By Ed Koch
On a Clear Day (+)
This picture was filmed in Scotland, and because of the strong accents, I often found it difficult to understand what was being said. Fortunately on those occasions, the body language of the actors enabled me to follow along and empathize with the characters.
The story is a simple one involving Frank (Peter Mullan), who was recently laid off from his shipbuilding job; his factory friends; and his wife, Joan (Brenda Blethyn), who decides to go to work and responds to an ad seeking bus drivers. The forces that affect Frank every day include flashbacks to an earlier tragedy involving a young son, and an inability to emotionally respond to his other, now adult son, Rob (Jamie Sives), who lives nearby with his wife and two adolescent boys. Robs wife commands a higher salary than Rob could get, so he stays home and takes care of their children.
Frank copes with his situation by deciding to swim the English Channel to France. How he both fails and succeeds on different levels while attempting that swim makes for a very affecting story. One scene involving invalid children using the same pool for swimming lessons brought me to tears.
When I left the theater, I was very glad that I decided to see this movie, but I was upset with the producers for not providing subtitles so desperately needed for an audience to fully appreciate the gem on the screen.
Most of the people waiting in line at the Cinema Village theater to see this Russian film, which received rave reviews, were speaking Russian. The movie is made up of three segments all taking place in Russia after, I believe, the breakup of the Soviet Union.
The first segment involves dogs that seem to be feral and modern machines that appear to be extraterrestrial.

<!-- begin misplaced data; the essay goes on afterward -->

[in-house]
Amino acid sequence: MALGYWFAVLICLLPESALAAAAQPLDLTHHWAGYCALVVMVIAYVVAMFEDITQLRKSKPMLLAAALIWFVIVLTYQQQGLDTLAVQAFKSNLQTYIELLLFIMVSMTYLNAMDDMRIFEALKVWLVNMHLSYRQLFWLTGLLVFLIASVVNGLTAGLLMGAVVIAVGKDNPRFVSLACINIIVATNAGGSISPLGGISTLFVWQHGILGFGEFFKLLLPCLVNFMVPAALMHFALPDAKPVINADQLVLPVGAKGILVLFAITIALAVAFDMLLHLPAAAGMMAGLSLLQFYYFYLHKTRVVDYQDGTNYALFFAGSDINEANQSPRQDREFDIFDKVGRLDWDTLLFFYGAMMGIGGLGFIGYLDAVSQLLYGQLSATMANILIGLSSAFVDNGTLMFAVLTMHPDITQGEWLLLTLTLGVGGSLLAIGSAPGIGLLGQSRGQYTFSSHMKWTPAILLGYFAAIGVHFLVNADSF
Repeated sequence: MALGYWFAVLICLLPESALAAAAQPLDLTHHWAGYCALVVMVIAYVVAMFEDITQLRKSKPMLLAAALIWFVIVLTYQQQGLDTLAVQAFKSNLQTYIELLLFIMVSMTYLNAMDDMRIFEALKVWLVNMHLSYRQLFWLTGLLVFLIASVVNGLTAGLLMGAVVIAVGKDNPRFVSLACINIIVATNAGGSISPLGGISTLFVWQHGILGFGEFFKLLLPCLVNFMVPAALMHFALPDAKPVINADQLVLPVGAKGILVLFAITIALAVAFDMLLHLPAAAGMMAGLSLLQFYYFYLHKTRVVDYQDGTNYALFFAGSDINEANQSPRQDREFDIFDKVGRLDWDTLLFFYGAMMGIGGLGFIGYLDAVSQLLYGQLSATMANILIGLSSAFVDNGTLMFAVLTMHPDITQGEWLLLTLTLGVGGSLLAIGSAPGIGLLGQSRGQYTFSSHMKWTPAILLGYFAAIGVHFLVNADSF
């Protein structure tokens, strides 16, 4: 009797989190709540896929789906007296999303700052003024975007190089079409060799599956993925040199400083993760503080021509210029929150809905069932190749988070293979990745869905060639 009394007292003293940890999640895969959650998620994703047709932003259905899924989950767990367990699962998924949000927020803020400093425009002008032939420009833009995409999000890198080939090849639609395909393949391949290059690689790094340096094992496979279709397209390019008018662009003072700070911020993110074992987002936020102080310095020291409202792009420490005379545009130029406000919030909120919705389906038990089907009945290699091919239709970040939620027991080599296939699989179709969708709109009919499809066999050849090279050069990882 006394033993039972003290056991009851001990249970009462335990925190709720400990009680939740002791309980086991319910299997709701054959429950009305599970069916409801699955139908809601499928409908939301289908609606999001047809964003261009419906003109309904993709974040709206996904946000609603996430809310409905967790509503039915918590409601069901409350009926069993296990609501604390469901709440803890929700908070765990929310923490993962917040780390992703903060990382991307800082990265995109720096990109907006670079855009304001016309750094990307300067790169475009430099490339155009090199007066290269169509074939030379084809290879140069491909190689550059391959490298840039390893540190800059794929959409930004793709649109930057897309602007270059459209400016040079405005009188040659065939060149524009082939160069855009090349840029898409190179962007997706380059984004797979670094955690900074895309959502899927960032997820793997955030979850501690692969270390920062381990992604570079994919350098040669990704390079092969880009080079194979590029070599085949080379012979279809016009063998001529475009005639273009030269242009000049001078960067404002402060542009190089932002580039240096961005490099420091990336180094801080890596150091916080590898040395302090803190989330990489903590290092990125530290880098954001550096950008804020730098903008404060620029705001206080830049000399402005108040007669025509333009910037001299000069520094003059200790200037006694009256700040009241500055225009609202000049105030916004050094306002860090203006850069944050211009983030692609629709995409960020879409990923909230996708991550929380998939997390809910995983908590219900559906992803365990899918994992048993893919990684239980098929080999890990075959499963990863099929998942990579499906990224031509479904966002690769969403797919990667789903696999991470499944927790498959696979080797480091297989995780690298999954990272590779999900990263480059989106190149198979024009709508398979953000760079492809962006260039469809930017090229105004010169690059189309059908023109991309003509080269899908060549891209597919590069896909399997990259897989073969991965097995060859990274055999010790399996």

The second section takes place in a bar around 3:00 a.m., where three strangers exchange occasionally amusing and sometimes untrue information about themselves. They are Marina (Marina Vovchenko), who is in advertising; Volodya (Sergey Shnurov), who is a high-level government bureaucrat; and Oleg (Yuri Laguta), a chemical scientist who dominates the conversation with a description of his work which, he says, involves the cloning of humans.
The location then shifts to an unidentified, nightmarish landscape that reminded me of Chernobyl or some other area cut off from normal civilization because of a continuing, dangerous catastrophe. Marina is returning to a village to attend the funeral of a friend where a group of elderly women and a young man are creating dolls for sale, the heads of which are made from a chewed bread fashioned into masks. The crones chew the bread, spit it out, and mold it like clay. The crones also expose their breasts, which at their age are not pretty sights, and a grotesque banquet scene takes place involving the consumption of a barbequed pig.
This movie is being touted as a masterpiece of cinema. In the opening line of her New York Times review, Manohla Dargis wrote, The terminally bleak meets the hypnotically beautiful in the Russian Cryptogram 4. That is true, but the film is nonsense. My eyes were riveted to the screen, but I was unable to make any sense of what was unfolding, and the meaning of it all still escapes me. I felt as though I were witnessing the day after a nuclear catastrophe where people turned as feral as the dogs in this movie. I will be long gone from the scene when and if that happens and happily so. It is not a pretty sight. Avoid this movie. (In Russian, with English subtitles).